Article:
Collection worth six figure sum found in Ilford wardrobe
PUBLISHED: 10:12 11 April 2019 | UPDATED: 10:12 11 April 2019
Many things have been found in the back of residents’ wardrobes over the years but most of the items probably wouldn’t reach a six-figure sum on the open market.
Hundreds of stamp size paintings worth an estimated £150,000 were found in an Ilford closet after Pauline Fryer died at the age of 84.
Gathering dust, behind a rack of clothes, was a rare collection of 270 original stamps and 40 banknote designs, painted in watercolour by her relative, artist Leonard Fryer.
Dubbed “mini masterpieces”, the tiny works of art had to be drawn with a paintbrush in one hand and a magnifying glass in the other.
The archive is being sold by the artist’s granddaughters Dianne Fryer, 67, of Abbots Bromley, Staffordshire, and her sister Jan Bullock, of Lewes, East Sussex.
Dianne said: “We’re so proud of grandad’s work - I’m a retired graphic designer and appreciate what a wonderful artist he was, particularly when it came to portraiture.
“The stamp and banknote designs were found after our aunty, Pauline Fryer, a fashion designer, died.
“We had to clear her house, and found them tucked away in a wardrobe in a spare bedroom.
“It was a complete surprise - we had no idea they were there, I’d imagine they’d been there for decades.”
The artist, who died at the age of 74 in 1964, worked as a designer for London’s Waterlow and Sons, a worldwide engraver and printers of currency, postage stamps, stocks and bond certificates founded in 1810.
His work, carried out between the 1920s and 1950s will be auctioned on May 9 with Derbyshire’s Hansons Auctioneers.
“Grandad was born in Plaistow, Newham, London, in 1891 and worked at Waterlow and Sons from the mid-1920s until he retired,” added Dianne.
“Our great grandfather, Augustus Fryer, was also a stamp engraver and our late father, Leonard Junior, worked in the printing industry.
“We never planned to part with the artwork but felt it deserves to be seen and appreciated rather than hidden away.
“We’d love it if just one of grandad’s stamps ended up in a museum - I’ve scanned every single item so we have the collection as a memory.”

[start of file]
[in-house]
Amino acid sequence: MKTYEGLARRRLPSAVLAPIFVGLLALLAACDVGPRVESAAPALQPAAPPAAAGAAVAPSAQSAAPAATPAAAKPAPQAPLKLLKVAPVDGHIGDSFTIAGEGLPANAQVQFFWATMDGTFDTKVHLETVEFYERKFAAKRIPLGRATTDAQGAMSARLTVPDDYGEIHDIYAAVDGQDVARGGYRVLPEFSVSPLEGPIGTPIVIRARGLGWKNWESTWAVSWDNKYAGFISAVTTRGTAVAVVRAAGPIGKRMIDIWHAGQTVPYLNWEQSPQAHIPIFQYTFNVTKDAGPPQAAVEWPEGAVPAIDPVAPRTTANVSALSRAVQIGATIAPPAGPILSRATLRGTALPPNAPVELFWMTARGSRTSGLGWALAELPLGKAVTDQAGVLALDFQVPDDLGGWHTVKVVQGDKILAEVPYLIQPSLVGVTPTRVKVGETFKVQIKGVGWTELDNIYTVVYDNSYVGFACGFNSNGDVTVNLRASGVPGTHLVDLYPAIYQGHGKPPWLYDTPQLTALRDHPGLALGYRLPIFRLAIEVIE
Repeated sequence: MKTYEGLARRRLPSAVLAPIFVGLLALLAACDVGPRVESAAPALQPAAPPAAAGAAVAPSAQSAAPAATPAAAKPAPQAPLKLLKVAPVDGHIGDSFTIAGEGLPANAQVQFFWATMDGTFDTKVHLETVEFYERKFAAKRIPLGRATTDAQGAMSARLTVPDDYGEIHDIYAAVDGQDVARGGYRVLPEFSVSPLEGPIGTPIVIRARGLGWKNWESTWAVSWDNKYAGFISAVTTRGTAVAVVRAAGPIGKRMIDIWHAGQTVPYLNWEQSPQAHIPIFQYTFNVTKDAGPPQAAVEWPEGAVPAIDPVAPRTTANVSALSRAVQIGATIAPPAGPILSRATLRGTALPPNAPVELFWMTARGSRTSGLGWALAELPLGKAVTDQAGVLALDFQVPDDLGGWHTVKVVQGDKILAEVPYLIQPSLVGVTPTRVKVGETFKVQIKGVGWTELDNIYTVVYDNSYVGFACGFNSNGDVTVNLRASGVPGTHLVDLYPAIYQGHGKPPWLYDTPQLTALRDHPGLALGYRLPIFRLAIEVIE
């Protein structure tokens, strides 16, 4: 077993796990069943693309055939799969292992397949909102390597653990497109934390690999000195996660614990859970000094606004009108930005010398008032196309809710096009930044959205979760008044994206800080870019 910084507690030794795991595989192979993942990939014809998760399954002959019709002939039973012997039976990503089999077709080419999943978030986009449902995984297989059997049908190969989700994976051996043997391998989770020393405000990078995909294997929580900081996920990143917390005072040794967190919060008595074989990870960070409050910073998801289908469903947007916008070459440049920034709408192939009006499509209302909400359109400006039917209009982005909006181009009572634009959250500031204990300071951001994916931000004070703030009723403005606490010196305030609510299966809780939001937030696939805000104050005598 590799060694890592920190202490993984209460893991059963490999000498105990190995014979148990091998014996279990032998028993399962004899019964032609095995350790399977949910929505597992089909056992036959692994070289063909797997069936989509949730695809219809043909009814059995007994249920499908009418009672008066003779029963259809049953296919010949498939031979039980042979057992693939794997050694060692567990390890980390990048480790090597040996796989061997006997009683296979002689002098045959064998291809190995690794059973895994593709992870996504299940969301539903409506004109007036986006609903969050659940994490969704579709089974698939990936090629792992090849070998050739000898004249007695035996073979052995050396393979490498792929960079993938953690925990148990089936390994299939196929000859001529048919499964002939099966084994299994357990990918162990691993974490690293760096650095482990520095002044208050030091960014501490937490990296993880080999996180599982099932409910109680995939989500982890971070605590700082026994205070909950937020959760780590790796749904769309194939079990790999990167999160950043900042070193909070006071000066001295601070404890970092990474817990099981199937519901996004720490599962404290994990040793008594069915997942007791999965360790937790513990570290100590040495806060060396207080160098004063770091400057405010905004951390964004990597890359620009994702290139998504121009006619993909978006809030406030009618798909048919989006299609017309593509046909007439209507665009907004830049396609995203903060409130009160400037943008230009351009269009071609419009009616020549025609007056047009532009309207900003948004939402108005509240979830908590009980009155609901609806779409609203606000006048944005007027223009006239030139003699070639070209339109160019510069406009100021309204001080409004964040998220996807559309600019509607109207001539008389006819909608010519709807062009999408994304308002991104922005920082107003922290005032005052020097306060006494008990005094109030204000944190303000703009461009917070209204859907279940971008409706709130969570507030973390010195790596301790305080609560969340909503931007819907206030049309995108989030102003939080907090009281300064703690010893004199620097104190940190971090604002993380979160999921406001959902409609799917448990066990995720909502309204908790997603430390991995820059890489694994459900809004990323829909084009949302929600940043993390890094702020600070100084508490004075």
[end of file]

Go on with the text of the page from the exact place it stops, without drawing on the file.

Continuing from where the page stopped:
The collection is currently being stored in a back vault in an undisclosed location.
Adrian Rathbone, associate director of Hansons said: “This is one of the most unusual art collections I’ve ever seen.
“It’s a unique archive which not only demonstrates Mr Fryer’s talent but shows the intricate lengths stamp designers went to, to create something many of us take for granted.
“Mr Fryer designed stamp designs mainly for Commonwealth countries but was also involved in the design process of some British commemorative stamps.
“Everything was painted to scale. Such was the detail on what are, in essence, mini masterpieces, he needed an eyeglass to do his work.”
The work is of such great importance, Hansons alerted The Royal Philatelic Society London, the oldest philatelic society in the world, which is supporting the cataloguing process.
Jim Spencer, Hansons paper expert said: “It’s wonderful to see how Mr Fryer painstakingly created his designs to scale – working within a tiny space which had to include a portrait of a monarch, a symbol of the nation and the price of the stamp.
“Competition was stiff and several designers were commissioned to create a stamp design, which then went before a postal administration panel.
“Everything was carefully assessed and amendments made before any stamp hit the printing presses.
“His tiny paintings display dazzling colour, ingenuity, flair and artistic talent -they paved the way to stamp designs adopted far and wide.”
The archive consists of original watercolour sketches of stamp designs created for numerous countries including Malta, Peru, Antigua, Southern Rhodesia, St Lucia, Brazil, Cyprus Jamaica, Nigeria and Ceylon.
Some designs were adopted or formed the basis of the final design for the stamp.
Mr Fryer created several stamps for the Cayman Islands including King George VI 1938 1 ½ d and 2d value stamps and a 1 ½d black and blue beach view design together with a violet stamp showing the king’s face and a map of the country.
In the same year, Mr Fryer created a bold red and orange illustration for Jamaica’s 3d and 1s stamps. His stamp designs for Jamaica referenced palm trees, bananas and the sugar industry as well as including a portrait of King George VI.
Stamps were first introduced in the UK on May 1, 1840 as a part of postal reforms promoted by Sir Rowland Hill, who invented the adhesive postage stamp.
The first issued stamp, Britain’s Penny Post, was released on May 6, 1840.
The Leonard Fryer Stamp and Bank Note Design Collection will be sold by Hansons Auctioneers at Bishton Hall, Wolseley Bridge, Staffordshire,
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